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    @AakashM I think Sue's comments are just as needless. Asking me to change fundamental parts of my answer with a snarky tone are going to be returned in kind, especially when there was no discussion of whether I agree with Stack Exchange policy or the cultural perception of someone who only asks questions; I was simply stating why OP is blocked. If I really wanted to be obstreperous, I probably would have said something like "you are a help vampire"; I didn't say that because I didn't (and don't) mean it. – durron597 Aug 19 '15 at 12:22
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    @durron597 He has one (not zero) undeleted closed question. I strongly suspect that he has some number of deleted questions. And again, two of your reasons are flat wrong, and your third point is even actively harmful; badgering people to accept answers makes the quality of the site worse, not better, and as I said, two of your points are not dramatic effects; they are problems, but they are not the kinds of problems that cause as dramatic effect as you claim they do. – Servy Aug 19 '15 at 15:06
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    @Servy You are completely correct that no one should accept answers if there aren't any good answers. However, THIS USER has said thank you to people REPEATEDLY (I found 5 before I got bored) without accepting their answer. See edit. – durron597 Aug 19 '15 at 15:13
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    The only quibble I have with this answer is the bit about answering to avoid the post-ban; it's not wrong, but it's not right either: you could post 50 answers per day and still get question-banned if none of those answers help anyone... Which is the crucial factor here: if you're not contributing something of value to others (questions, answers, edits), eventually you'll be asked to stop contributing entirely. – Shog9 Aug 19 '15 at 16:19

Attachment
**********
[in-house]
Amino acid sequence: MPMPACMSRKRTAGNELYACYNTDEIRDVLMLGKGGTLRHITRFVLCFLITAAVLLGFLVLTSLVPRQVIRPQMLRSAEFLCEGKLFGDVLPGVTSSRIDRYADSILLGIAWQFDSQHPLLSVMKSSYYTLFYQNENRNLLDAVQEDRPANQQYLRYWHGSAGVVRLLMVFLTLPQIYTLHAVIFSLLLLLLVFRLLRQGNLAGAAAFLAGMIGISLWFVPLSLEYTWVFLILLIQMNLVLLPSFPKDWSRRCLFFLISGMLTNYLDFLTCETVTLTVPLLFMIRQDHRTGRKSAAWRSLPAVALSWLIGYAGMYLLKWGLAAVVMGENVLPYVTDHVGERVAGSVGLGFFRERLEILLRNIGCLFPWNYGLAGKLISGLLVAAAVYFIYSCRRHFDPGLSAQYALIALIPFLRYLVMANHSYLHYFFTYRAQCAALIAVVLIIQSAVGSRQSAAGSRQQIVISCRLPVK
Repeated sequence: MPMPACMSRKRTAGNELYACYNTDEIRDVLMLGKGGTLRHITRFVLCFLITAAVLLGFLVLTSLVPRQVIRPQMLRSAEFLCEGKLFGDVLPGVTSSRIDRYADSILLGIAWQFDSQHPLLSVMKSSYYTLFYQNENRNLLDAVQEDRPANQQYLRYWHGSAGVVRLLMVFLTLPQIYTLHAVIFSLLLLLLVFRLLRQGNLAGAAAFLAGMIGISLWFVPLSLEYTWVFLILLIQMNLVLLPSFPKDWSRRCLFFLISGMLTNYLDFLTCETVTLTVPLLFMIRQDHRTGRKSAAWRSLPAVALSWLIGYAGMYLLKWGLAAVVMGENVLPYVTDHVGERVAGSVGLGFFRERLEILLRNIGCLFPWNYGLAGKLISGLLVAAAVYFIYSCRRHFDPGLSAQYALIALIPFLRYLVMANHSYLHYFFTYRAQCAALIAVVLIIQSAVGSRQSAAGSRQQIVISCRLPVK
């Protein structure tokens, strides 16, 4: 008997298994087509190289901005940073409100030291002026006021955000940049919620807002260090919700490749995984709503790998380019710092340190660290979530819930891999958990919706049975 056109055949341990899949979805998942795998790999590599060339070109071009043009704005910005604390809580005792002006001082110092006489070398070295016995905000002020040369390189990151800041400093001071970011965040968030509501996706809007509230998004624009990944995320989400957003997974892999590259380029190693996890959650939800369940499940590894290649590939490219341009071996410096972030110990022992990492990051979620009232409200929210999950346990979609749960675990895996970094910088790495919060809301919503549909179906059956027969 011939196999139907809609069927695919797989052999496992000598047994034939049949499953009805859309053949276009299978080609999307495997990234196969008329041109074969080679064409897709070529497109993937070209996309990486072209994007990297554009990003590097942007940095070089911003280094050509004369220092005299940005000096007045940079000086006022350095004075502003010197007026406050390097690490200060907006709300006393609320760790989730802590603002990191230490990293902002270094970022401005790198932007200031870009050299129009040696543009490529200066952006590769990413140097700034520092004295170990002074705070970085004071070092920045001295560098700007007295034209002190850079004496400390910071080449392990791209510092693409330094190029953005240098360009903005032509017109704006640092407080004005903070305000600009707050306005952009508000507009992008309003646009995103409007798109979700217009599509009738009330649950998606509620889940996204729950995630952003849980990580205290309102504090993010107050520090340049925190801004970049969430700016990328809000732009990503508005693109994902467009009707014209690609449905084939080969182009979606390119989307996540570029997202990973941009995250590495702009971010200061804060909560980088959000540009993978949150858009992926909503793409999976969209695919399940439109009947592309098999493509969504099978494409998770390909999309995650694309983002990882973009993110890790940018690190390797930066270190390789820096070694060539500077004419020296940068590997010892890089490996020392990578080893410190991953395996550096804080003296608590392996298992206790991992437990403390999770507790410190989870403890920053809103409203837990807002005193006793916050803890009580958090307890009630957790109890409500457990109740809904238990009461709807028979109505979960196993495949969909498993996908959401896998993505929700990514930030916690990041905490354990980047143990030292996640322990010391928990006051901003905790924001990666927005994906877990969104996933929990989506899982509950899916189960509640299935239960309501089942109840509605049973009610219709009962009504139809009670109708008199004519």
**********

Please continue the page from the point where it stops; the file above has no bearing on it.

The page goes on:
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    @Servy You're assuming that people vote according to your own reasons, but we know that's not true: people vote for all kinds of personal reasons, not all of which are necessarily rational, let alone match your own idea of correct. “This guy doesn't even bother to tip the people who help him” is certainly a possible reason why voters don't tip him. It's not “right” or “wrong” as you're asserting, it simply is. And it's useful to suggest that the asker might be burning (very tiny) bridges that way. – SevenSidedDie Aug 19 '15 at 20:34
44

Imagine you are now a teacher in highschool, standing in front of 30 students, who all have less knowledge and experience than you.

When they all behave well and ask proper questions one by one, all is good and you can be calm and answer politely and with all the respect in the world.

However, when 29 out of the 30 just shout in the same time "plz halp!", "I needz help now!" etc etc, you can't possibly treat each of them with respect and dignity. You must shout to be heard, you must calm them down with punishments.

In my opinion, this summarize what's going on in Stack Overflow. Can't tell about other sites though.

  • 5
    This, is it. – Mysticial Aug 18 '15 at 15:13
  • No need to shout nor impart punishment... just tell them to read THE DAMN BOOK with a smile and all will be fine :) – Braiam Aug 18 '15 at 15:16